Leslie Rowlett and her partner Glenn Pennington moved to the Princeton area in 2015.
Relocating from North Vancouver, she said they came to “enjoy the peace and quiet.”
Last summer the couple was evacuated from their home along Highway 5A for 15 days while a wildfire burned around their property.
Then last Tuesday – and possibly as a result of the efforts of fire crews to break that out-of-control blaze – approximately one kilometre of debris crashed down the mountain, destroying three of their outbuildings and creating a waterfall in their backyard.
Now along with other residents living below Allison Creek, the pair is watching water levels anxiously and preparing as best they can for potential flooding.
“It’s been a little stressful,” said Rowlett. “But I love it here. If you want to live in Mother Nature you have got to deal with these things.”
The mudslide that ended just 40 feet from the couple’s home occurred about 9:30 p.m.
Rowlett heard rumbling and thought perhaps a large truck was starting up in the area.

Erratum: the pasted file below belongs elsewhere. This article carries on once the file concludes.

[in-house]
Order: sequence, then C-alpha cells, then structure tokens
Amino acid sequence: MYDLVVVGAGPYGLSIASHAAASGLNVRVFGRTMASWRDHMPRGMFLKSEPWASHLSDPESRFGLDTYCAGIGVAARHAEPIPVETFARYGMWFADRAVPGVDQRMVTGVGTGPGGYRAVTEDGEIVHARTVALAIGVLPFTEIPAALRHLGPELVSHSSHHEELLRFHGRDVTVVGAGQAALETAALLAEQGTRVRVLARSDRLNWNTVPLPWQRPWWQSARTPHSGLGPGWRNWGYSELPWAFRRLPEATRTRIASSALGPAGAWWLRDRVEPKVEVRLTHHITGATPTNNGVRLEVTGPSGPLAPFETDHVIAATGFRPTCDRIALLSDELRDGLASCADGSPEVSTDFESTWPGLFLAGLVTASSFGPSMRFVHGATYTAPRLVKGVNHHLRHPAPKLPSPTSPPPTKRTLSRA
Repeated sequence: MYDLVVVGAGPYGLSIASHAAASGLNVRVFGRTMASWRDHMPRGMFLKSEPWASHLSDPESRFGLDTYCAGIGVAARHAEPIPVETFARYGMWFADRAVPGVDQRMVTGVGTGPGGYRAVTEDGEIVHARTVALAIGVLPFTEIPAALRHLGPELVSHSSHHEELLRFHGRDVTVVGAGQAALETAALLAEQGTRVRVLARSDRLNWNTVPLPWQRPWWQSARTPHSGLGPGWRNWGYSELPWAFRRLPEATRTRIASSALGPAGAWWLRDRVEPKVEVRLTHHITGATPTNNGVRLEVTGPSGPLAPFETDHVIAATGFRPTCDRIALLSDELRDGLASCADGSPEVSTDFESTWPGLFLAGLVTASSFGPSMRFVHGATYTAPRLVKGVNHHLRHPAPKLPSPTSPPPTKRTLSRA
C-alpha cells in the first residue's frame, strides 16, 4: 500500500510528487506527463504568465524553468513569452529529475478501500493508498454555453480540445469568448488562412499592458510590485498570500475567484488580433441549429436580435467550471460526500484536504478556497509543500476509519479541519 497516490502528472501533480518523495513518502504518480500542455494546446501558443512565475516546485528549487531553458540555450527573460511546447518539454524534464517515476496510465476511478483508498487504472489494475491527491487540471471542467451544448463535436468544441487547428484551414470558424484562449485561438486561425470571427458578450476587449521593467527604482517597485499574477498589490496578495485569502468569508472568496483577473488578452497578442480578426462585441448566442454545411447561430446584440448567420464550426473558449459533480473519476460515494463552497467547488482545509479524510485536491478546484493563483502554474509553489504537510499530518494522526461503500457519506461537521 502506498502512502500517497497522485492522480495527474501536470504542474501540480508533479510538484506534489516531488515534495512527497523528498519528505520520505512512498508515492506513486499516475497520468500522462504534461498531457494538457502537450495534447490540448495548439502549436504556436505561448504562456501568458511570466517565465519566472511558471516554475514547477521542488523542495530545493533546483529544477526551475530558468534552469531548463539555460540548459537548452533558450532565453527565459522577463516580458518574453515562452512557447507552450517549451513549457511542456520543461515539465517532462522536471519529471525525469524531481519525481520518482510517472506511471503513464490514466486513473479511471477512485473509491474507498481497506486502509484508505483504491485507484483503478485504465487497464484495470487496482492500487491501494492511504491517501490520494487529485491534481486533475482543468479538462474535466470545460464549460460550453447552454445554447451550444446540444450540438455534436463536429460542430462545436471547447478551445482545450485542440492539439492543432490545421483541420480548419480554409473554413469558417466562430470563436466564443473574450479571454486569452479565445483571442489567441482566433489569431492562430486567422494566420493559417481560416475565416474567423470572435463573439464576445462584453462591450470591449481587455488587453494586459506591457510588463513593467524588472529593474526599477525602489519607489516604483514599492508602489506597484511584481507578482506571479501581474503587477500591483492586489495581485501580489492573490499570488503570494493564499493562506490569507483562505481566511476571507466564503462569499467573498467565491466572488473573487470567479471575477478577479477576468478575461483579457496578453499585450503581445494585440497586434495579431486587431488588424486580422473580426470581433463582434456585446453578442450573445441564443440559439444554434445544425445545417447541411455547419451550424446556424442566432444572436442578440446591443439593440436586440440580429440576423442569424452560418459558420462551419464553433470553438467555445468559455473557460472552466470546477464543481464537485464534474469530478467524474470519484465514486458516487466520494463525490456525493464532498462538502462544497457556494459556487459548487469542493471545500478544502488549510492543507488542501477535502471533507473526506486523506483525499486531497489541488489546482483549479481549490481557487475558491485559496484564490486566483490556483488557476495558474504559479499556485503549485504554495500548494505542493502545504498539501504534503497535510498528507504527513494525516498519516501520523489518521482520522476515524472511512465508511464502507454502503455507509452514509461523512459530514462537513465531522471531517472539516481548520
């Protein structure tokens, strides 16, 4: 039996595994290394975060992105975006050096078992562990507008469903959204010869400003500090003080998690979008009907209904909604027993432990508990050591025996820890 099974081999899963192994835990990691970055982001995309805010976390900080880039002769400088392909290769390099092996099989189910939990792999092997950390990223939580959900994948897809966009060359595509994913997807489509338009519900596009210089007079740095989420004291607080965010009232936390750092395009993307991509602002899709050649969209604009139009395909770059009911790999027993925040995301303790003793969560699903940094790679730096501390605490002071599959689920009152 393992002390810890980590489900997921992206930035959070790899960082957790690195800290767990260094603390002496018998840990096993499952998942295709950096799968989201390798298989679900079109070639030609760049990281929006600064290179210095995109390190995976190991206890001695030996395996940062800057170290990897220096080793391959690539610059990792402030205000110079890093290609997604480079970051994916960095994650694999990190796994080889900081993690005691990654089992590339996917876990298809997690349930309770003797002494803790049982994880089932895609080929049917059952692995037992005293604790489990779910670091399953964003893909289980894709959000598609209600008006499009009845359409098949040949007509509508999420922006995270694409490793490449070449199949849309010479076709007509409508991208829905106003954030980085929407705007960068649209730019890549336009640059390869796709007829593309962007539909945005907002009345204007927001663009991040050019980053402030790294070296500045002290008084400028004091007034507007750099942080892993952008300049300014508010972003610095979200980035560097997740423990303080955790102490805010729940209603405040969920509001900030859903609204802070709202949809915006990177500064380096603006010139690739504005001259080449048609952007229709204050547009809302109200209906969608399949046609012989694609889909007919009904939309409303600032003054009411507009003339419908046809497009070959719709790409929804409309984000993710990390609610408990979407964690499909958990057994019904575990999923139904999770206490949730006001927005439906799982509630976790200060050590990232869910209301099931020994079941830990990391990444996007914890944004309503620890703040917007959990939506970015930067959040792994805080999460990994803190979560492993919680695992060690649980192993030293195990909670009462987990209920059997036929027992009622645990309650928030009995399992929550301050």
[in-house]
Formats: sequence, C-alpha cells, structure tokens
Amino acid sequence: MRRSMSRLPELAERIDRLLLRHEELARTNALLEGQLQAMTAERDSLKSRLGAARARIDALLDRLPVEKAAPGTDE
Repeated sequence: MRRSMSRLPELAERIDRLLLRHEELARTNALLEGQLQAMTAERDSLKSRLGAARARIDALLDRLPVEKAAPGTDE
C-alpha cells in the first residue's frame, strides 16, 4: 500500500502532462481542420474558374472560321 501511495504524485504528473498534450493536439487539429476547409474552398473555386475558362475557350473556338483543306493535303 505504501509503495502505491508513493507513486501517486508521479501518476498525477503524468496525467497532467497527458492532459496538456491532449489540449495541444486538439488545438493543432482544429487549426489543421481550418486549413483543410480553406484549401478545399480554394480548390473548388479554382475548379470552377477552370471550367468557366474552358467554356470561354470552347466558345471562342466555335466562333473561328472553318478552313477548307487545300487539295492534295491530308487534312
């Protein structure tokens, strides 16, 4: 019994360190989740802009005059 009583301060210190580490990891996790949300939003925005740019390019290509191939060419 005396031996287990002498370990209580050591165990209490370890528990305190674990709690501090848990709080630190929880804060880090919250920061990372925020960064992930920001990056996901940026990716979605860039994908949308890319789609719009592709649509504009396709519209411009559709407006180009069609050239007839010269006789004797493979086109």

“Trees and rocks and crap came right down the hillside.”
A pump house used for irrigation, an elaborate garden shed and an outhouse were decimated.
Had Rowlett been near any of those buildings “I’d be dead. Oh yeah, I would have been. I don’t even want to think about what could have happened.”
She said it appears the slide started in the area where fire crews had built roads and created breaks in an effort to contain the 2017 wildfire.
“With all the stuff they were doing behind us, it undermined a lot of the ground.” The property is insured, but there is no estimate yet on the cost of replacing the buildings or the landscape.
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